Category Archives: History of Science

Learn the past. Speak the present. Guide the future.

Lake Victoria, sitting just below the equator in eastern Africa, shared between the countries of Kenya, Uganda, and Tanzania is the second largest freshwater lake in the world. To put that into

Early 20th century map of Lake Victoria

Colonial territories surrounding Lake Victoria in the early 20th Century

perspective, at 68,800 square kilometers, Lake Victoria is larger than the country of Switzerland (41,285 sq. km.). Beyond its immense size and grandeur, it is also one of the most important sites on earth for our current understanding of evolution because of one rapidly-diversifying group of fishes: the cichlids, which include both tilapia, an important food source, and aquarium fish such as angelfish.

 

The cichlids in Lake Victoria are especially interesting because that body of water dried out and refilled less than 15,000 years ago. This may seem like a long time, but on a geologic and evolutionary timescale, that’s less than the blink of an eye. Consider that before 1980, itwas estimated that there were over 500 species of cichlids in Lake Victoria. To contrast that with our own timeframe, the speciation time from our last common ancestor with chimps was on the order of millions of years ago. The fish in this lake are evolving at record speeds.

Traditionally haplochromines were harvested and dried as a food source for indigenous peoples Most of these practices were outlawed in 1908 Most subsistence fishing on Lake Victoria today is illegal

Traditionally haplochromines were harvested and dried as a food source for indigenous peoples Most of these practices were outlawed in 1908 Most subsistence fishing on Lake Victoria today is illegal

Today, the populations of cichlids in Lake Victoria have plummeted and many species are either endangered or extinct. The extinction was due to environmental pressures and invasive species such as the nile perch, a large predator game fish with an appetite for a group of small cichlid fish known as Haplochromis. Like many invasive species, the introduction of the nile perch was no accident. It was introduced to stem the overfishing of tilapia in the 1920s. This worked, but at the price of hundreds of species of Haplochromis. Now that the biodiversity in the lake is reduced, there are efforts to protect these species that are informed by scientific inquiry, but who gets a say in how management decisions are made? How did the focus of inquisition change over the past hundred years?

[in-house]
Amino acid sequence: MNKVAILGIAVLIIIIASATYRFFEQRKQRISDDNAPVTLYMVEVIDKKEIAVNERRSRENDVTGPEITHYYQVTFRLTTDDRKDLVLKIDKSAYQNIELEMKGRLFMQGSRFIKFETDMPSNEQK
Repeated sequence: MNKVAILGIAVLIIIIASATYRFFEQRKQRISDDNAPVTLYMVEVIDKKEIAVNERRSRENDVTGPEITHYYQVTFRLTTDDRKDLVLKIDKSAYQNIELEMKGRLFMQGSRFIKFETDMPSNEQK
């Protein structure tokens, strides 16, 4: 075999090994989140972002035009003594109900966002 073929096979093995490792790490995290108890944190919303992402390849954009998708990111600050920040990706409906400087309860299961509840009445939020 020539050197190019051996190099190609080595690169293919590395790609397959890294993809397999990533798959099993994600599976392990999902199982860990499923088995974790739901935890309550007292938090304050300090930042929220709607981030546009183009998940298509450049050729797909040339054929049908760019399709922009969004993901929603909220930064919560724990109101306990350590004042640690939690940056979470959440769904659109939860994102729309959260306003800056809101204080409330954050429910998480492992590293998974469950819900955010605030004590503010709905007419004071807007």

Cat. Man. Do.

Matt his cat work on writing Matt’s thesis

Our guest, Matt McConnell, is trying to answer these questions and trying to understand how communication between scientists and non-scientists affect how science is done. As a Masters Student in the History of Science department or Oregon State University, he is digging through the archives, trying to understand the changing scientific values surrounding Lake Victoria in the 20th century. Is the lake important as a resource or as a haven for species? Why should we care? Our current notion of science is that it is objective, but as we look into its history, science is value-driven, which is culturally laden; the question is, who’s culture is asking the questions and who’s culture is affected? In our current time, we are hearing about resource management and those are informed by scientific inquiry. Science is the answer, but it affects farmers and fishermen and their opinions are often denigrated in favor of science. Science is considered an objective measure, but it is really a cultural decision. Practitioners of science not only need to communicate their values, but they need to listen.